Question: Is it possible to listen to Turbowolf without wanting to violently jump around and punch everything in sight? Answer: No. Question: Is it possible to listen to Turbowolf without being in total awe of the carnage and heavy rock that they so skillfully muster? Answer: No. Question: Is it possible for Turbowolf to do anything wrong in this writer's eyes? Answer: I'll give you a hint... it's no.
Two Hands is a masterpiece from start to finish. If you were worried that singles ‘Rabbits Foot’ and ‘Solid Gold’ were going to be the peaks of the record, you could not be more wrong. Dirty, meaty and chaotic riffs are the foundation for all tracks on Two Hands, but each have a little dash of Turbowolf insanity. Turbowolf have been defying music genres for the best part of seven years. One of the most exciting thing about the band is the difficulty to be had in defining them: obviously they’re not soulless American pop-punk, or tired out-dated indie – but other than saying what they’re not, it’s tricky to categorise them. The band manage to intertwine heavy metal, pysch and rock with elements of electronica; creating something truly inspiring. Two Hands sticks to the true, indefinable roots of the band but also shows them honing on their sound – making it much bolder and more fierce than before. Opener ‘Invisible Hand’ instantly shows the diverse nature of Turbowolf with its lone sinister acoustic guitar beginnings before unleashing the natural turbulence of the band. The echoing vocals and wiry guitars in ‘MK Ultra’ offer a psychedelic element, whilst the interlude of ‘Toy Mehama’s sound is reminiscent of a 1990’s video game.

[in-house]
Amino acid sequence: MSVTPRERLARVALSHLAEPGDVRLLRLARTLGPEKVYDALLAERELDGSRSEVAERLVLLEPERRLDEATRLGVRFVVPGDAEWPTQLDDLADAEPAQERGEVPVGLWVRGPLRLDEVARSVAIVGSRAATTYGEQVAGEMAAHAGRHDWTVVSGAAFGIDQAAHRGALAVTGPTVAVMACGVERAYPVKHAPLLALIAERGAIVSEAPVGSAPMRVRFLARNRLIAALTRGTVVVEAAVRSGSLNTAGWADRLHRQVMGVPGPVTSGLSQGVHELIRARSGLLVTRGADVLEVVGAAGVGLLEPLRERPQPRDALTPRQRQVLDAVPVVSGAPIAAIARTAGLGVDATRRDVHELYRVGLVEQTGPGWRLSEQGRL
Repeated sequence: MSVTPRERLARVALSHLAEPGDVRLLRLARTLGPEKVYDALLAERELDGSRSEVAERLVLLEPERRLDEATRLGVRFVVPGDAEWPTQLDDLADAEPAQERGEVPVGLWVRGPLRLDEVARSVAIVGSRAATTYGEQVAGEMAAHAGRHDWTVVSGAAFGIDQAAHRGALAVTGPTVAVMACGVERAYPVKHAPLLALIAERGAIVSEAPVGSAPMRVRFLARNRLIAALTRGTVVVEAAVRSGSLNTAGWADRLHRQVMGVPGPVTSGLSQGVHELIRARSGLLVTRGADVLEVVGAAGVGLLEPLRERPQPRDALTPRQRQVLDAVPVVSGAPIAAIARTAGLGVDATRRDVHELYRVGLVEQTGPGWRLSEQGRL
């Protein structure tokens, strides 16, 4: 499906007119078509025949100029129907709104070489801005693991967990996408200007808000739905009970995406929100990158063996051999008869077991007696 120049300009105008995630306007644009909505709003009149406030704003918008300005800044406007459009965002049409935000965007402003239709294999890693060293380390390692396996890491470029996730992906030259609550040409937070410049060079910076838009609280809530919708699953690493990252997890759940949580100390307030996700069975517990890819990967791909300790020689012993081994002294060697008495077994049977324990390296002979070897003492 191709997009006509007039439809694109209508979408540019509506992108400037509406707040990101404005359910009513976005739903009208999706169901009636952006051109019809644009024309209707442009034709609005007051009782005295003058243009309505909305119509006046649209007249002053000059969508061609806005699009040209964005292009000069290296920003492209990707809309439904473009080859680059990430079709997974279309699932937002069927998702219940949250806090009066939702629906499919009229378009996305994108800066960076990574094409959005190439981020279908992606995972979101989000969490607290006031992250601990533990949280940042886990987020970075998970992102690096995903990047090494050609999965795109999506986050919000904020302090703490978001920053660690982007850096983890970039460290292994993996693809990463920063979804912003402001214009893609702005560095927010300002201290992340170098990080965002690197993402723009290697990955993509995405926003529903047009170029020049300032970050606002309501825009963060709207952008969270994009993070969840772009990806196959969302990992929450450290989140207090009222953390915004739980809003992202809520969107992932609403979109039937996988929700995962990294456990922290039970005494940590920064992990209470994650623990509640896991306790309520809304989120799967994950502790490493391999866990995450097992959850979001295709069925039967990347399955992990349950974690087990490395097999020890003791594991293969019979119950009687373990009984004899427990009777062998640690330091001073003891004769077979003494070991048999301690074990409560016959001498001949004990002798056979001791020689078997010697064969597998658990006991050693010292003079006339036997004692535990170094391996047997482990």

One noticeable aspect of this album is the positivity seeping from the lyrics. Arguably the catchiest (and dare I say it, pop-iest) song on the record, ‘Nine Lives’ oozes elation as Chris Georgiadis uses the age-old myth of cats having nine lives, singing, “And if you think that your dreams are stuck in your sleep / man you better wake up and make believe”. Rolling into the earth-shattering ‘Good Hand’, Georgiadis again broadcasts his encouraging outlook as he and Tom Hudson chant, “No pain / no gain” – something which any aspirational youth would appreciate.
If Turbowolf alone wasn’t enough for you, then Two Hands sees the appearance of countless guests. Tom Hudson (Pulled Apart By Horses) volunteers his raucous growls for the phenomenal ‘Good Hand’, making it quite obvious that a Turbowolf and Pulled Apart By Horses tour / collaboration album is a necessity. Vodun’s Chantal Brown also features on the album as her gorgeous vocals are used in ‘Rich Gift’ – a track which could be the pinnacle of modern rock music. The unpredictable drums, bass-heavy riffs and constant build-ups makes for something truly unbelievable.
Turbowolf have made an album that is incredible on all sorts of levels. They’ve continued to break down conventions and established their own sound. Everything about Two Hands is inspiring: it’s bold, unorthodox and marks as a reminder that music can still be wholly new and very exciting.
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